High winds, flooding lash US Northeast, one person killed

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International desk, Mar 03: A storm with winds topping 80 miles per hour (129 km per hour) lashed the U.S. East Coast from Maine to Virginia on Friday as it flooded streets in Boston, grounded flights, halted trains and claimed at least one life.

Almost 1.7 million homes and businesses were without power in the Northeast and Midwest, and government offices in Washington closed as winds gusted to more than 60 mph (96 kph) in the U.S. capital.

A flood surge at extreme high tide sent seawater into Boston’s coastal streets, the second time this year that the area had flooded. Wind gusts approaching 70 mph (113 kph) helped force in the water while downing trees and power lines.

The high water receded in the afternoon, but the National Weather Service said Boston could face renewed flooding with another high tide around midnight on Friday.

Officials said that high tide could come close to reaching a record level due to the combination of high winds, waves and storm surge.

“That one still looks like it’s going to be on target for at least moderate coastal flooding, which means we’re going to see some problems in Boston,” said Jim Hayes, a meteorologist with the agency’s Weather Prediction Center in College Park, Maryland.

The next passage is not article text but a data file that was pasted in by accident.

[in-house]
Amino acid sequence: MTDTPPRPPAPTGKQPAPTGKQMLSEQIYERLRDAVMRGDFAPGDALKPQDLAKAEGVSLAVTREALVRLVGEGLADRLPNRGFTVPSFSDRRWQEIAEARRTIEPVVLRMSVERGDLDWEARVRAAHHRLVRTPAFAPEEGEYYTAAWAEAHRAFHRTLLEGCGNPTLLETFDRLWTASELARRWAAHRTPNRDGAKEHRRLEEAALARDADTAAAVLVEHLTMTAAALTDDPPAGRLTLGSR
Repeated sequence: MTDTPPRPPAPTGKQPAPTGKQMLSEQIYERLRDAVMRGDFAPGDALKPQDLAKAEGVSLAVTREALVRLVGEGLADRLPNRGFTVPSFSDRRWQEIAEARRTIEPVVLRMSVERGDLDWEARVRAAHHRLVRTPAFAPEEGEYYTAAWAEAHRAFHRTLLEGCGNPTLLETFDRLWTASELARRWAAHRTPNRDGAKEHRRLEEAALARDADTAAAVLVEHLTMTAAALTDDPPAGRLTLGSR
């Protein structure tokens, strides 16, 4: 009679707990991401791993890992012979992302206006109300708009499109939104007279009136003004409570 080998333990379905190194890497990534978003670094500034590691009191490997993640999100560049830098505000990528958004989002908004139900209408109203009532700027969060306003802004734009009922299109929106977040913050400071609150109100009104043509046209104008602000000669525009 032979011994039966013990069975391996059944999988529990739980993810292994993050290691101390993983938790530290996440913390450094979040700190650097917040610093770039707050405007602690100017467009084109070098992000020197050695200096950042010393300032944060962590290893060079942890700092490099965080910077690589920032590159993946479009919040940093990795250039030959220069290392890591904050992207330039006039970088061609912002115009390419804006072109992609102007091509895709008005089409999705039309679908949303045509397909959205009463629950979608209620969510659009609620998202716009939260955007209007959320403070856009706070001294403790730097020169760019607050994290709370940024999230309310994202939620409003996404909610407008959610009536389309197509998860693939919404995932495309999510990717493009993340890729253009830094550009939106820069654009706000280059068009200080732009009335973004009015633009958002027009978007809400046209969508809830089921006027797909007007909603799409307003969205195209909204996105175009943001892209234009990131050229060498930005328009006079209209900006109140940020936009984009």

Police in Quincy, Massachusetts, were using heavy front-end loaders to rescue people from flooded homes. State emergency officials urged residents of coastal areas that regularly flood during storms to seek higher ground.

Snow and rain are forecast to taper off through Friday night and into Saturday as skies clear, Hayes said, adding that winds are also expected to drop somewhat overnight and into Saturday as the offshore storm system recedes.

The severe weather prompted Virginia Governor Ralph Northam to declare a state of emergency, streamlining state aid to communities harmed by high winds.

At least one person was killed. A 77-year-old woman was struck by a falling tree branch outside her home near Kingsville, Maryland, about 10 miles (16 km) northeast of Baltimore, a Baltimore County Fire Department spokesman said.

Emergency workers in Washington also pulled a man with life-threatening injuries from a car that was struck by a falling tree, the fire department there said.

More snow will fall at higher elevations and in the northwestern part of the state.

A major nor’easter slammed the East Coast on Friday from Georgia to ME, bringing heavy snow, damaging winds and severe flooding along the coasts, including the streets of Boston. There were more than 150,000 customers without power in the D.C. area as of 4 a.m. Friday.

“Since 10 a.m., Thursday until now, this storm has rapidly dropped in pressure, officially passing the definition of 24 millibars in 24 hours”, CNN meteorologist Judson Jones said at 11 a.m. ET Friday. There is also a hurricane-force wind warning for offshore waters in southeastern New England.

Kim Buttrick, a meteorologist at the National Weather Service’s office in Taunton, Mass., said the storm was essentially an area of low pressure that was moving northeast – strengthening and spiraling before it comes to a halt for about two days.

Snow was falling on upstate NY, and meteorologists forecast as much as 5 inches of snow from Rhode Island up to Boston.

In Massachusetts, Gov. Charlie Baker activated 200 National Guard members.

On Friday morning, a powerful nor’easter began barreling through the United States East Coast.

Source: Agencies